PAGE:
There's been a complaint of theft behind bars - but it's the inmates accusing guards of being light-fingered.

It has come after a scheme to encourage reading and a connection to the outside world through receiving daily newspapers has apparently gone awry.

The project was launched by the Sir Peter Williams QC Penal Reform League and sees the New Zealand Herald and other papers delivered to all prisons through the country.

Corrections supported the plan and gave permission last year for the papers to be delivered.

Advertisement

Lady Heeni Phillips-Williams, Sir Peter's widow and a barrister herself, said the project was funded by a sponsor and was going well - but had hit a problem in some prisons.

"It appears some officers with an overstated sense of entitlement think the newspapers are for their benefit and use and not the prisoners. They hold on to the newspapers, therefore thwarting our initiative.

"It means prisoners are reading a newspaper spasmodically or not at all."

Phillips-Williams said it wasn't the case in all prisons, and there was pride in the success of the project and the generosity of its sponsor.

She said it would have been hoped those working in prisons would be "more empathetic, compassionate and supportive of prisoner educational initiatives".

Lady Heeni Phillips-Williams with Sir Peter Williams, QC, in 2013 during a respite from his cancer. Photo / Michael Craig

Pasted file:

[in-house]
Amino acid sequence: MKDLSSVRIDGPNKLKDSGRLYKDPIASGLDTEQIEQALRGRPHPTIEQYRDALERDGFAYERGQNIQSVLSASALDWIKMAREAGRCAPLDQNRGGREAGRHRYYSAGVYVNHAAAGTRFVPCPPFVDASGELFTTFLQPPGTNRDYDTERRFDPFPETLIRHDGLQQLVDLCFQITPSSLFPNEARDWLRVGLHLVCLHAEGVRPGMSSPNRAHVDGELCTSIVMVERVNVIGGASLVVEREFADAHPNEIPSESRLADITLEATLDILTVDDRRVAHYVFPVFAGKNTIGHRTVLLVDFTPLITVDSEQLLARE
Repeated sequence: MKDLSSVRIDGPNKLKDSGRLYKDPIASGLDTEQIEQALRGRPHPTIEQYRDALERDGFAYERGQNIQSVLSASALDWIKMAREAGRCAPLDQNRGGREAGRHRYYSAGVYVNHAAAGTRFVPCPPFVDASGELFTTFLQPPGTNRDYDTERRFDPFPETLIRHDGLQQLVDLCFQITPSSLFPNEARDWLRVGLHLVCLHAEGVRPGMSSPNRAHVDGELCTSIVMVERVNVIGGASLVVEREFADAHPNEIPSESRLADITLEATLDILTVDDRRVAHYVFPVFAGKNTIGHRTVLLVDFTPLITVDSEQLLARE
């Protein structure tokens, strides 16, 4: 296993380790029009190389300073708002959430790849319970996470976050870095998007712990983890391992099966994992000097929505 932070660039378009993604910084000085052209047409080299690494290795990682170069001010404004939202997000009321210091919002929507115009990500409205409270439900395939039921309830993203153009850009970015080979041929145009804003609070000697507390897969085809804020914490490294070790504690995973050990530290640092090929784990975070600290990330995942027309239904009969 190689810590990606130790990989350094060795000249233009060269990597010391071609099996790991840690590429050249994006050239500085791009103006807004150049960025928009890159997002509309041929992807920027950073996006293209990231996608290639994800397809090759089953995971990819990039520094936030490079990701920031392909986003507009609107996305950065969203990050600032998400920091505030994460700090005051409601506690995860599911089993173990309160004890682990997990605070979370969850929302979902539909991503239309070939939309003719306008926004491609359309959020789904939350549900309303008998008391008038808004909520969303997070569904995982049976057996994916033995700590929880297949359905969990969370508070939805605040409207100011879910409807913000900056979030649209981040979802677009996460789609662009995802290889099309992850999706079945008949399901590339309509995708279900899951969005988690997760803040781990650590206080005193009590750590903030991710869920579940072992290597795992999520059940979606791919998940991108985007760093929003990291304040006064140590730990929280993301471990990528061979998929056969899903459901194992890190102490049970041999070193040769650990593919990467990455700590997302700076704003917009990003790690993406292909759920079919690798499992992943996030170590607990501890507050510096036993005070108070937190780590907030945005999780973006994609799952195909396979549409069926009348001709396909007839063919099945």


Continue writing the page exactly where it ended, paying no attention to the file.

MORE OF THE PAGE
Lady Heeni Phillips-Williams with Sir Peter Williams, QC, in 2013 during a respite from his cancer. Photo / Michael Craig

A Corrections spokeswoman said staff at its 17 prison sites had been asked to make sure newspapers got through to the inmates. It had been unaware of concerns.

"The league's newspaper supply initiative is positive, and we commend them for their support in keeping prisoners up to date with current affairs, and promoting literacy and numeracy."

Corrections Association national president Alan Whitley said he was unaware of concerns about newspapers not reaching inmates.

Whitley said there were some prisoners who would find the newspaper beneficial, particularly those who might use it in learning to read and write while in prison.

The league's project began at Ngawha Corrections Facility in Northland but was then expanded through the country.

Inmates in one prison have started recycling newspapers - after reading - into burnable bricks for the elderly. Photo / Supplied
Inmates in one prison have started recycling newspapers - after reading - into burnable bricks for the elderly. Photo / Supplied

It was so well-received at Tongariro Prison that inmates began recycling the papers into newspaper bricks for Turangi's elderly.

Sir Peter Williams was one of New Zealand's most trail-blazing and impassioned legal advocates and an activist on issues ranging from opposing nuclear testing in the Pacific through to penal reform.